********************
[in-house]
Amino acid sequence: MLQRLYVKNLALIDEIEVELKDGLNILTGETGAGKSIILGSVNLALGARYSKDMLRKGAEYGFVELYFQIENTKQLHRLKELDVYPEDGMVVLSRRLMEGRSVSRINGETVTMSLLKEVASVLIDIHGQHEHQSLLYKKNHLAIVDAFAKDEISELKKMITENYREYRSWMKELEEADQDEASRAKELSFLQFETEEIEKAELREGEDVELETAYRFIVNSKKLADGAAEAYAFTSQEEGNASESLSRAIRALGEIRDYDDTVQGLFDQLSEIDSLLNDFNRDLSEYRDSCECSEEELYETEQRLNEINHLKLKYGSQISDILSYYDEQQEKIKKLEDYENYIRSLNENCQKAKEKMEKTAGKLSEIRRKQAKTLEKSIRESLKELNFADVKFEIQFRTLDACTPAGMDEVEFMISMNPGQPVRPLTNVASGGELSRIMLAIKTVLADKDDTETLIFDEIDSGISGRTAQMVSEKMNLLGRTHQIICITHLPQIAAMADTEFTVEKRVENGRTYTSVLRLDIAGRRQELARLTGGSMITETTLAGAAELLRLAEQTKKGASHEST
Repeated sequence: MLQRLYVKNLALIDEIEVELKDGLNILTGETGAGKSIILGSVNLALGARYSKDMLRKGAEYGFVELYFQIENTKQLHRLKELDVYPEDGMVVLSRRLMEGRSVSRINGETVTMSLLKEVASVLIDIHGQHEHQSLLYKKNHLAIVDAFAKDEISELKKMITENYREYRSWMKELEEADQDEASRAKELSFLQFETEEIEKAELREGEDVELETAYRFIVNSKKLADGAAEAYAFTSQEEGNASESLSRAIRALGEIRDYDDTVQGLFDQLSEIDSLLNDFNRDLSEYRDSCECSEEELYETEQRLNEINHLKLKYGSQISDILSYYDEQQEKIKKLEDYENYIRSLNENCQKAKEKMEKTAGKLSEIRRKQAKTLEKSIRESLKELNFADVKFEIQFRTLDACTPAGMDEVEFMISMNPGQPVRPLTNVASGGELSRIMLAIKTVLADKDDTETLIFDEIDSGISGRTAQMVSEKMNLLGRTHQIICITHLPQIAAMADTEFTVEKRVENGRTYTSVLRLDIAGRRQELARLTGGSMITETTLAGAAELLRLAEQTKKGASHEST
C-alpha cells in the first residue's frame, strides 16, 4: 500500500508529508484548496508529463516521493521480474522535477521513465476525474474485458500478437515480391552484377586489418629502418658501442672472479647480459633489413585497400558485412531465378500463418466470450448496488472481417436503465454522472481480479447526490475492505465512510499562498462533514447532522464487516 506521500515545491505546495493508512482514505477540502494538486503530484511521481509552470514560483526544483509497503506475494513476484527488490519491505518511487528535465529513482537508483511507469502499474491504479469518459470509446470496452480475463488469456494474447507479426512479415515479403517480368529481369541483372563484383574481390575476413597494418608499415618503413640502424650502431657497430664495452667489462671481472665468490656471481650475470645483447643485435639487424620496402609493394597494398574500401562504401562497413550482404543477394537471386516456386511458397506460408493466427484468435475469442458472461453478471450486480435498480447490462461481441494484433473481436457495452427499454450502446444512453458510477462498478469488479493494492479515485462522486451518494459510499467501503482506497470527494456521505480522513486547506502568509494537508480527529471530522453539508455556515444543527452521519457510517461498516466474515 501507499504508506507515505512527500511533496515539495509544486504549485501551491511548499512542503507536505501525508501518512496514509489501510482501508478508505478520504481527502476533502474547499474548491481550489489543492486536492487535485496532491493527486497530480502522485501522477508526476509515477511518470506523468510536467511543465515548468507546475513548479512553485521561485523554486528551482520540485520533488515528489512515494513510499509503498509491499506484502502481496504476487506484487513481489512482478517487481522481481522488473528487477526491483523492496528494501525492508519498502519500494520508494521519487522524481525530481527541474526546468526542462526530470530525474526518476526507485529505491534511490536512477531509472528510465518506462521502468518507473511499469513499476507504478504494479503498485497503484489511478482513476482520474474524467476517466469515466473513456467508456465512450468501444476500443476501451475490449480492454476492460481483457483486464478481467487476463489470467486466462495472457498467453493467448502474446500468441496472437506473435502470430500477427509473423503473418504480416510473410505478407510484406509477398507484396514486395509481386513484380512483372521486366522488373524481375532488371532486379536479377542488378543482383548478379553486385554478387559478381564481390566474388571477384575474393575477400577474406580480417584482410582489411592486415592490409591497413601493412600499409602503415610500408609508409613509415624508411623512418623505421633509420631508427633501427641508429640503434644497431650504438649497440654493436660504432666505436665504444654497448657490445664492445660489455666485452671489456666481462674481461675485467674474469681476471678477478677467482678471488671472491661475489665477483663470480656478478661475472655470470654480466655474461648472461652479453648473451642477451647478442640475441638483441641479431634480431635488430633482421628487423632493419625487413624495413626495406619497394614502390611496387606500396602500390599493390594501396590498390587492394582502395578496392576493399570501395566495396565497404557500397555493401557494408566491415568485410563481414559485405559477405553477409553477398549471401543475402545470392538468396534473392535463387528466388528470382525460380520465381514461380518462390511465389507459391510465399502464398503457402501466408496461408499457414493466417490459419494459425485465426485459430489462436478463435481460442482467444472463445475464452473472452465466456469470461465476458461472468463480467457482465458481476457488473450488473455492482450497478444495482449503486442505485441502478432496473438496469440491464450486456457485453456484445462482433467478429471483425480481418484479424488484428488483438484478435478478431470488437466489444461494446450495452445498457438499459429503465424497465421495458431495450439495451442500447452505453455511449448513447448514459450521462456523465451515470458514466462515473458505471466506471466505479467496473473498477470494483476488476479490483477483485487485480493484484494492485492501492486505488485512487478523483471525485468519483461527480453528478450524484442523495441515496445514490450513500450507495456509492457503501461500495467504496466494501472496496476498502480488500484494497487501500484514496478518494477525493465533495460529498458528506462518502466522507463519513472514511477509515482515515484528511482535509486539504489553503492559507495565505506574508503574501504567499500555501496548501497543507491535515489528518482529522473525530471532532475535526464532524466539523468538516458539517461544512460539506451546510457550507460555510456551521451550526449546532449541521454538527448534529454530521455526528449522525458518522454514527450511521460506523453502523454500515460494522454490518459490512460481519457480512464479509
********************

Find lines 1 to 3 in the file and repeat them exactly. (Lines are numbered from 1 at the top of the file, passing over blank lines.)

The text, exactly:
[in-house]
Amino acid sequence: MLQRLYVKNLALIDEIEVELKDGLNILTGETGAGKSIILGSVNLALGARYSKDMLRKGAEYGFVELYFQIENTKQLHRLKELDVYPEDGMVVLSRRLMEGRSVSRINGETVTMSLLKEVASVLIDIHGQHEHQSLLYKKNHLAIVDAFAKDEISELKKMITENYREYRSWMKELEEADQDEASRAKELSFLQFETEEIEKAELREGEDVELETAYRFIVNSKKLADGAAEAYAFTSQEEGNASESLSRAIRALGEIRDYDDTVQGLFDQLSEIDSLLNDFNRDLSEYRDSCECSEEELYETEQRLNEINHLKLKYGSQISDILSYYDEQQEKIKKLEDYENYIRSLNENCQKAKEKMEKTAGKLSEIRRKQAKTLEKSIRESLKELNFADVKFEIQFRTLDACTPAGMDEVEFMISMNPGQPVRPLTNVASGGELSRIMLAIKTVLADKDDTETLIFDEIDSGISGRTAQMVSEKMNLLGRTHQIICITHLPQIAAMADTEFTVEKRVENGRTYTSVLRLDIAGRRQELARLTGGSMITETTLAGAAELLRLAEQTKKGASHEST
Repeated sequence: MLQRLYVKNLALIDEIEVELKDGLNILTGETGAGKSIILGSVNLALGARYSKDMLRKGAEYGFVELYFQIENTKQLHRLKELDVYPEDGMVVLSRRLMEGRSVSRINGETVTMSLLKEVASVLIDIHGQHEHQSLLYKKNHLAIVDAFAKDEISELKKMITENYREYRSWMKELEEADQDEASRAKELSFLQFETEEIEKAELREGEDVELETAYRFIVNSKKLADGAAEAYAFTSQEEGNASESLSRAIRALGEIRDYDDTVQGLFDQLSEIDSLLNDFNRDLSEYRDSCECSEEELYETEQRLNEINHLKLKYGSQISDILSYYDEQQEKIKKLEDYENYIRSLNENCQKAKEKMEKTAGKLSEIRRKQAKTLEKSIRESLKELNFADVKFEIQFRTLDACTPAGMDEVEFMISMNPGQPVRPLTNVASGGELSRIMLAIKTVLADKDDTETLIFDEIDSGISGRTAQMVSEKMNLLGRTHQIICITHLPQIAAMADTEFTVEKRVENGRTYTSVLRLDIAGRRQELARLTGGSMITETTLAGAAELLRLAEQTKKGASHEST